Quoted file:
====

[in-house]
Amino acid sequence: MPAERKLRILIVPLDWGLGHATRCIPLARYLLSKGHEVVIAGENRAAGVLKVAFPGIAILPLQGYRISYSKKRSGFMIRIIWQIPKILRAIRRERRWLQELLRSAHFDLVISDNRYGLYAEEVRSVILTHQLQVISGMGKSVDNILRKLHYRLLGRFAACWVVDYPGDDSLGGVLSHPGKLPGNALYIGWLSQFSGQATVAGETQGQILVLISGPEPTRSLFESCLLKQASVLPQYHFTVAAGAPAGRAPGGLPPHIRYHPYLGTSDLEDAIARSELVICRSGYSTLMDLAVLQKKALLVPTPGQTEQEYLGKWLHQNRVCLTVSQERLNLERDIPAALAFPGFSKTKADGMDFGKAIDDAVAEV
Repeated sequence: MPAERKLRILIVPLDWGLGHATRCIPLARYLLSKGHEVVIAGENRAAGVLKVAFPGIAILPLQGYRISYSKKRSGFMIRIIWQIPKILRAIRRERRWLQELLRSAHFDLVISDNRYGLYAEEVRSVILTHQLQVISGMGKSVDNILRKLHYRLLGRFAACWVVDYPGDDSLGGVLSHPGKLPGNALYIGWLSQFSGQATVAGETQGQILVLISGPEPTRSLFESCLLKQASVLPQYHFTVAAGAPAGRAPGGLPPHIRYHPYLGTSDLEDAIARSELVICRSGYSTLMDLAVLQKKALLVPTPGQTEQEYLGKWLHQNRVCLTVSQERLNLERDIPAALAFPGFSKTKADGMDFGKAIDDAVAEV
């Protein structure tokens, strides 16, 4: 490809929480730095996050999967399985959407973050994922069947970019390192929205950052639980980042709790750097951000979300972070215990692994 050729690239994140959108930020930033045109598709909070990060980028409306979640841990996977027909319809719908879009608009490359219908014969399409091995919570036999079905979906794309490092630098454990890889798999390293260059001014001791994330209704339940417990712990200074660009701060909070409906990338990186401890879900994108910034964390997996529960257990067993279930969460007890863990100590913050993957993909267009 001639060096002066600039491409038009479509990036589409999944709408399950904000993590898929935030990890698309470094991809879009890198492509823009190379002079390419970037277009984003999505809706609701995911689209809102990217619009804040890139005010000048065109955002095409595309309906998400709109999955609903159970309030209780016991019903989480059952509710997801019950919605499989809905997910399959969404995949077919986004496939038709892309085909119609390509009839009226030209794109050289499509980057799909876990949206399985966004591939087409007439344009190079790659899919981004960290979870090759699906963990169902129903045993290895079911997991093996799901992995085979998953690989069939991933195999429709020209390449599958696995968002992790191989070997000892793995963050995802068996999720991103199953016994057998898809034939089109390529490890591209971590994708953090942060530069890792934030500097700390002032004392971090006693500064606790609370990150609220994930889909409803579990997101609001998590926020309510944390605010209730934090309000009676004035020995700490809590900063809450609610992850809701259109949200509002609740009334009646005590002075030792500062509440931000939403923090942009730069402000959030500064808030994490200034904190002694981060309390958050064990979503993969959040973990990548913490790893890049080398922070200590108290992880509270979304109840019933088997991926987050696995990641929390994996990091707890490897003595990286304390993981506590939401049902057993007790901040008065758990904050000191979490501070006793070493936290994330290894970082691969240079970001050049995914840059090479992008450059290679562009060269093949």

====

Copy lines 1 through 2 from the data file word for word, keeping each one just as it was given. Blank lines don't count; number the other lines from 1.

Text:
[in-house]
Amino acid sequence: MPAERKLRILIVPLDWGLGHATRCIPLARYLLSKGHEVVIAGENRAAGVLKVAFPGIAILPLQGYRISYSKKRSGFMIRIIWQIPKILRAIRRERRWLQELLRSAHFDLVISDNRYGLYAEEVRSVILTHQLQVISGMGKSVDNILRKLHYRLLGRFAACWVVDYPGDDSLGGVLSHPGKLPGNALYIGWLSQFSGQATVAGETQGQILVLISGPEPTRSLFESCLLKQASVLPQYHFTVAAGAPAGRAPGGLPPHIRYHPYLGTSDLEDAIARSELVICRSGYSTLMDLAVLQKKALLVPTPGQTEQEYLGKWLHQNRVCLTVSQERLNLERDIPAALAFPGFSKTKADGMDFGKAIDDAVAEV